Systems Analysis

I am beyond tired and yet I can’t seem to stop whittling music out of my computer. It doesn’t feel like inspiraton, certainly, but there is something sort of other-wordly about writing music when it works really well. I use Finale and it is such a great program that I firmly believe I would be unable to write as quickly as I need to without it. If I don’t write in a manic flat out sprint then I don’t get my ideas down fast enough to be able to re-play them. I think I have not really written music before now simply because my computer skills and the software had not yet converged to allow me to. Every song I’ve written on guitar has slipped from my mind before I even decided on a theme.

What has been interesting to me is the fact that the systems put in place for the writing down of music are really here to help you. Every single teacher I had (bunch of fucking bastards they were) made it seem as if there was an incredibly difficult minotaur filled maze that you had to drag yourself through before you could make music, and it simply isn’t true. Rock and Roll stars have been proving for years that it’s far more magic and intuition than it is scholarship.

Of course I say that and it might be because it comes really easy to me. I’ve read music since long before I read words and I am always surprised when people can’t. It seems pretty intuitive to me.

But all the writing of it down requires is a little basic math and about ten hours of practice. The creation of music doesn’t require shit but an ear. And sometimes not even that. Mac, who is co-writing this musical with me, will come in the room with a sheet of paper and squawk some perfectly respectable melody line at me, and I copy it down note for note and add chords. The tune and the flow of the line are totally inspired, totally inate to him, and they are just as good or, frankly, better than anything I’ve come up with after hours of noodling.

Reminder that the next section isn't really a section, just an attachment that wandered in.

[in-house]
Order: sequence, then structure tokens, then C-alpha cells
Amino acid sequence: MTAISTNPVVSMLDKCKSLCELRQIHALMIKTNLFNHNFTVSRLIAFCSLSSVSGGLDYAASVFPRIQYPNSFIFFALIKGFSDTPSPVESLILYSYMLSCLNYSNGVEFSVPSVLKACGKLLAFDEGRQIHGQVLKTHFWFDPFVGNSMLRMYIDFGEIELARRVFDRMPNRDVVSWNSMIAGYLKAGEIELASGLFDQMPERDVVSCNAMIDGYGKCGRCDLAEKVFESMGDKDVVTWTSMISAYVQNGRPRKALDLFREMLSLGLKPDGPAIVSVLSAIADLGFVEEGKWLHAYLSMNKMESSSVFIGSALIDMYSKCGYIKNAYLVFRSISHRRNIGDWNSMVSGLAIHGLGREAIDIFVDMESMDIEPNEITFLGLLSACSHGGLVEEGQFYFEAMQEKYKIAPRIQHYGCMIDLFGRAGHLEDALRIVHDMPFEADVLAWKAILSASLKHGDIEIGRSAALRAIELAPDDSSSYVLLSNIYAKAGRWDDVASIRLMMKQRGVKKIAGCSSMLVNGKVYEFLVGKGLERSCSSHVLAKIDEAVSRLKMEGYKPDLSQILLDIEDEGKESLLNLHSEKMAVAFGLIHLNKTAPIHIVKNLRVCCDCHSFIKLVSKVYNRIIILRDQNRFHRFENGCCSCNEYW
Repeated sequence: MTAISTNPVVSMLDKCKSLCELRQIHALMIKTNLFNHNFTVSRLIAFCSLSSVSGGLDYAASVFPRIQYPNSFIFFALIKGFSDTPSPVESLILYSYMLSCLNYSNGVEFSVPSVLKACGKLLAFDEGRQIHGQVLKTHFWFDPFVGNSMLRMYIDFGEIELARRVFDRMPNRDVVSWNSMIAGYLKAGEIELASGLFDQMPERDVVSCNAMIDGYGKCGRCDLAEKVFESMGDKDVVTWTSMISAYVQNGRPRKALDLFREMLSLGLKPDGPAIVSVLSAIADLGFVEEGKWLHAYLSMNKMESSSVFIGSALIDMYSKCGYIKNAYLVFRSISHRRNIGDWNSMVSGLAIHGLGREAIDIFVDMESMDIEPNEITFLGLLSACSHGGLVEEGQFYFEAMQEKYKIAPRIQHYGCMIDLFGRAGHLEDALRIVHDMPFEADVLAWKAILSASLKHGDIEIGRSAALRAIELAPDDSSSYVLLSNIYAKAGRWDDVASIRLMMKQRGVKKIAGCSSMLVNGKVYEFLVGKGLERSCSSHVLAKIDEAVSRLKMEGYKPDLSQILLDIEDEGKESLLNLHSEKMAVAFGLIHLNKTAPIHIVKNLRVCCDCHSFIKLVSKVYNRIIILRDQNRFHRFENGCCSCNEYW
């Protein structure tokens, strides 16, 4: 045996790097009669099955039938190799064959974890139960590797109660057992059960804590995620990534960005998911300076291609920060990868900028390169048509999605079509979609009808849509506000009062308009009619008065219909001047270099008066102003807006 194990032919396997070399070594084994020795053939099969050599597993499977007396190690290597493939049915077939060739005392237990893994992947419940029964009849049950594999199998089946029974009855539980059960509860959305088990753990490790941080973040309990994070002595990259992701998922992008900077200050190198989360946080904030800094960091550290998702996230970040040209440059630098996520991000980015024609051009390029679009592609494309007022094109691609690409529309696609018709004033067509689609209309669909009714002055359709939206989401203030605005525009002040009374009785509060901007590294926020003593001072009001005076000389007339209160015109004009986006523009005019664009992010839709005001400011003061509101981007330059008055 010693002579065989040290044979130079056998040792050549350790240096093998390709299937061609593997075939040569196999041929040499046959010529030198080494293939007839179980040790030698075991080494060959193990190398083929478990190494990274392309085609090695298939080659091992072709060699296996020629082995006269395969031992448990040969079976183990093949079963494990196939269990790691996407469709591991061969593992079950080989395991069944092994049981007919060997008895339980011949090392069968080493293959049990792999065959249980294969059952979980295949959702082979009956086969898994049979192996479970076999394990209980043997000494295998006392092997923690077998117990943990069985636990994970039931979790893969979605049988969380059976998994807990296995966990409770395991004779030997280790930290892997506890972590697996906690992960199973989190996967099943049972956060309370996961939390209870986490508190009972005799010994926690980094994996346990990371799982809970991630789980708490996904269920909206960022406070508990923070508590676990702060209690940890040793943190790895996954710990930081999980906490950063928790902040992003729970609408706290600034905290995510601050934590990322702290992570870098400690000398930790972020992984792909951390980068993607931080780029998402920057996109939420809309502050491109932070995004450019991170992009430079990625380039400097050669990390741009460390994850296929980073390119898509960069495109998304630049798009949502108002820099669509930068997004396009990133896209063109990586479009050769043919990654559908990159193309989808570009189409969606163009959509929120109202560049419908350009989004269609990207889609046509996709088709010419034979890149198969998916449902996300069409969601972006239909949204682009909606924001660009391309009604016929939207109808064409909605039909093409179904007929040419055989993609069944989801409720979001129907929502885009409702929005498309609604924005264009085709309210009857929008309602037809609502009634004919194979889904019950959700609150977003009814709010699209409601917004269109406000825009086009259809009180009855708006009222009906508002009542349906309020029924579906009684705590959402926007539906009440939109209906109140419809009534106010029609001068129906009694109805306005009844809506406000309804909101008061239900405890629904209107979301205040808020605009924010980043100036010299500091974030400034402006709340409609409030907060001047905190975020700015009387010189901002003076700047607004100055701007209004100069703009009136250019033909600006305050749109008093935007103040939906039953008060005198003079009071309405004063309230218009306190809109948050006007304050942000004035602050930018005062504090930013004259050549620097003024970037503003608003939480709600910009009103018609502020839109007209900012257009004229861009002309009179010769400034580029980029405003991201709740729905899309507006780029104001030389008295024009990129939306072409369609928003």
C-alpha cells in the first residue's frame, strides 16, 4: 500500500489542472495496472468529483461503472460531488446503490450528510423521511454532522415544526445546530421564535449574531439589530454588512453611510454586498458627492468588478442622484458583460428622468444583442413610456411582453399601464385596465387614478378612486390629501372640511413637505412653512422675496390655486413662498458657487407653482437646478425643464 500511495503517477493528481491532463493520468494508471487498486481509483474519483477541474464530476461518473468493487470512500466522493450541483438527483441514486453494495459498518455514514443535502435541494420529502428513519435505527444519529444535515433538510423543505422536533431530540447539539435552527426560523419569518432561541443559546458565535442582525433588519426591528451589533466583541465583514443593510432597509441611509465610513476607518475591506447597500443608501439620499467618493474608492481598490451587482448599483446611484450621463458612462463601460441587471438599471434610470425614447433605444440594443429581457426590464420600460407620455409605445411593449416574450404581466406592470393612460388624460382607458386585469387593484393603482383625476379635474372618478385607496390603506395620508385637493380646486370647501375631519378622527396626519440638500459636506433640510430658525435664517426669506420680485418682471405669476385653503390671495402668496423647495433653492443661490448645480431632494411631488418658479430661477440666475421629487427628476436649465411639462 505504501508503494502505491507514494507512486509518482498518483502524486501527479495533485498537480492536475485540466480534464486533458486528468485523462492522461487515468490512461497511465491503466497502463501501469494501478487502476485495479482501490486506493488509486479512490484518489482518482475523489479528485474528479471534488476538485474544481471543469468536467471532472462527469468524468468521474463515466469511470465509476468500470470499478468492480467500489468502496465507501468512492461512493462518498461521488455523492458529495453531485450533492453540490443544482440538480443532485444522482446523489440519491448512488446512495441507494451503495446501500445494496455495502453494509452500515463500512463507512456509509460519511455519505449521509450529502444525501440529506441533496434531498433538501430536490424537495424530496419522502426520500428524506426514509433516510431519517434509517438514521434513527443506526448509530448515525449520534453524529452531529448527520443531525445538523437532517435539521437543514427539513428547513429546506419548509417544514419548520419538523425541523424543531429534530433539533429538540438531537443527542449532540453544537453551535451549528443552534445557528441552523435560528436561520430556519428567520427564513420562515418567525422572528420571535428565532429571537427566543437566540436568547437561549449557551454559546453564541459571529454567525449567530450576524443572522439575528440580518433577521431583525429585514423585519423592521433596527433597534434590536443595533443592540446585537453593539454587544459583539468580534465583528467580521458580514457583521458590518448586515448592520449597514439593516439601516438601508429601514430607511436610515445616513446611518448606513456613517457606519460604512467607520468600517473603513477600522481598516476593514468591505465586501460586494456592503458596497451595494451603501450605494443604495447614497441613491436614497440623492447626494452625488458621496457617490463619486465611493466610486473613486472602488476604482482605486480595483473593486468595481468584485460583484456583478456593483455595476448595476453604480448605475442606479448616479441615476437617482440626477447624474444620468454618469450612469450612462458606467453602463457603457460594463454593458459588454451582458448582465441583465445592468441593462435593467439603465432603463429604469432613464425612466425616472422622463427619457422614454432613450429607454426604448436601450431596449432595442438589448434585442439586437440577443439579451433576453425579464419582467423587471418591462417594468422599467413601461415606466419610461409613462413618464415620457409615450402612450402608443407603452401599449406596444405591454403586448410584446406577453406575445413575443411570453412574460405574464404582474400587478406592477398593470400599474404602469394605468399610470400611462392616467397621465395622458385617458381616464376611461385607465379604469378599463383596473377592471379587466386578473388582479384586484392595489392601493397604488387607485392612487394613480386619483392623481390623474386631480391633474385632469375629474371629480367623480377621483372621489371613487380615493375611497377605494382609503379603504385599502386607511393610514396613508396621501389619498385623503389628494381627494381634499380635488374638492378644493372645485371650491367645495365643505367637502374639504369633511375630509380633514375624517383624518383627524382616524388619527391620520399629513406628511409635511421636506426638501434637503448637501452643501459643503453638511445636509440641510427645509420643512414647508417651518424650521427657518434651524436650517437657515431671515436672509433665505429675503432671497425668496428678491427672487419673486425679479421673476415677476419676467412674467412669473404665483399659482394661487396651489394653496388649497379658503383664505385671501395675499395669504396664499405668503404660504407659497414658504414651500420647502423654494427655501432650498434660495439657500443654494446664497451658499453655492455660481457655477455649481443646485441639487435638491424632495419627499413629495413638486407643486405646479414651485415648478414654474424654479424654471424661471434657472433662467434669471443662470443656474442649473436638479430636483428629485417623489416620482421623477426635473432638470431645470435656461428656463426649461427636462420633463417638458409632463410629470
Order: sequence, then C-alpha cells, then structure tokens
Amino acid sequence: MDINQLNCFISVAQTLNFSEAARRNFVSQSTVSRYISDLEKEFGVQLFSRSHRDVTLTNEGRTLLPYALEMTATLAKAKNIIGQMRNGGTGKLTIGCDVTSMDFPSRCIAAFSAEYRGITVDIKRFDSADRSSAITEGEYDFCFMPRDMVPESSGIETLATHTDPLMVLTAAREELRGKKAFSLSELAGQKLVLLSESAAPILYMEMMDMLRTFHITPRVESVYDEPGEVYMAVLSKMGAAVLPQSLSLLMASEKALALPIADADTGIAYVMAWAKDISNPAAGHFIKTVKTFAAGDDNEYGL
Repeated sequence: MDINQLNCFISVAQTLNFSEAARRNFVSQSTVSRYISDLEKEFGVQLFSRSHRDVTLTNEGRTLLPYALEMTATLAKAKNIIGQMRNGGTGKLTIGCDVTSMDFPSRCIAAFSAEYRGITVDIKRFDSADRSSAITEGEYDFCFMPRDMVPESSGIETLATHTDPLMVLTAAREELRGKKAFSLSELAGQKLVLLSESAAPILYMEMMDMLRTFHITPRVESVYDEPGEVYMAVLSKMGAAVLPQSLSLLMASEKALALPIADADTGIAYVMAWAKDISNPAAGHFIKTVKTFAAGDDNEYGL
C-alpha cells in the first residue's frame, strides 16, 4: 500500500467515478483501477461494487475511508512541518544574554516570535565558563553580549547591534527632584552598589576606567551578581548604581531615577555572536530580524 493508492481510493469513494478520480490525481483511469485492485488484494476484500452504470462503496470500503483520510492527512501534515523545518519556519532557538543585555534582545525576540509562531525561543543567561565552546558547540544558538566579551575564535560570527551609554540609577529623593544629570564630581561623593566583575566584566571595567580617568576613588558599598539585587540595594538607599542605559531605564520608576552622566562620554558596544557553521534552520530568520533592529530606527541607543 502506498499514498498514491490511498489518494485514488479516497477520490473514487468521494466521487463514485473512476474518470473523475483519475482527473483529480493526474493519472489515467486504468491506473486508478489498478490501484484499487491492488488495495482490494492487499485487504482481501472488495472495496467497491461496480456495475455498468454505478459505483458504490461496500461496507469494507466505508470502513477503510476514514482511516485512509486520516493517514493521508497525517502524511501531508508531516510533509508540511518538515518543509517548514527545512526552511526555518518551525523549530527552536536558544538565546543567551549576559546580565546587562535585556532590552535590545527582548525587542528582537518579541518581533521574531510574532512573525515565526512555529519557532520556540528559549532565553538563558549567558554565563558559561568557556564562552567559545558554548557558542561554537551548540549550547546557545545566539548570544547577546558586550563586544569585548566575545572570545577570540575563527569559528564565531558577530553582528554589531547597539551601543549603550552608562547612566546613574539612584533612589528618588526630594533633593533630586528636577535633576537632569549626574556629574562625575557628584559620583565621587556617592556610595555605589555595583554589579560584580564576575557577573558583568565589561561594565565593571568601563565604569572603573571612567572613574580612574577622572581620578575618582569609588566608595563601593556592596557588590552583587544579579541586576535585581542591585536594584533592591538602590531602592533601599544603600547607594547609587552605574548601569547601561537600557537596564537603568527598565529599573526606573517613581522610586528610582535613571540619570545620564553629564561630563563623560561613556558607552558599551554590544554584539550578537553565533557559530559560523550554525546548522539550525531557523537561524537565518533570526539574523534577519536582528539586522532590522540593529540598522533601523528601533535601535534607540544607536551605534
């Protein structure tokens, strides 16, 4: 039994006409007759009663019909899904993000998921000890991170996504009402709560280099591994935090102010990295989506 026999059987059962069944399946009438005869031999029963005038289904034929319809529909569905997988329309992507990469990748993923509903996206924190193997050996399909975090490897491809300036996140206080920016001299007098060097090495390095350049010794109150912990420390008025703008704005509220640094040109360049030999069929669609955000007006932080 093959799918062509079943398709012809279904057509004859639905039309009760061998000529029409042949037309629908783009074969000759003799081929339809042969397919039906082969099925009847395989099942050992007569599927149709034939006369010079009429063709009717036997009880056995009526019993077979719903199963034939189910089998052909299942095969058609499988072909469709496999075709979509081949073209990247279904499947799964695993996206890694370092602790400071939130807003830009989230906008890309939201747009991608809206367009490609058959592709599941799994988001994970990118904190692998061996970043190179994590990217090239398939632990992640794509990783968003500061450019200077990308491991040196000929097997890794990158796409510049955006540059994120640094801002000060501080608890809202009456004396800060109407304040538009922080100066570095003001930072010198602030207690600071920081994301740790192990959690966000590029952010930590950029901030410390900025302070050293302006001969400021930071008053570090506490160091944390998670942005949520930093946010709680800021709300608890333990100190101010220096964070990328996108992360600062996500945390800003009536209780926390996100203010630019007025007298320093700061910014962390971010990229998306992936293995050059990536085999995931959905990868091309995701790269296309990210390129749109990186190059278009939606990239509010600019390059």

Jordana will just start singing. She just fucking starts singing, words and all, off the top of her head. She writes music like I did when I was eight on the crapper, before I had any hang-ups about making, y’know, mixolydian cadences. I could tell you what a Dorian scale is, but I can’t possibly tell you why it’s useful.

What’s interesting is that it’s the lyrics that I’ve had to press Jordana and Mac on, both people who are verbal gymnasts. Lyrics are actually terrifically non-verbal, in a way, because you have to say something not just within an exact number of beats, but also up to the exact number of beats. I could sum up this blog in two sentences (and I’m sure you wish I would at this point) or I could write a book about this subject, but could I use *exactly* thirty two syllables? With each syllable falling at the exact right stress moment? And make it rhyme? And sound like normal speech?

Some lyric advice-

1) Don’t end a sentence with a verb. “Up on your fence you’re sitting” is a stupid sentence, and you are obviously just trying to rhyme it with something like “Shitting”.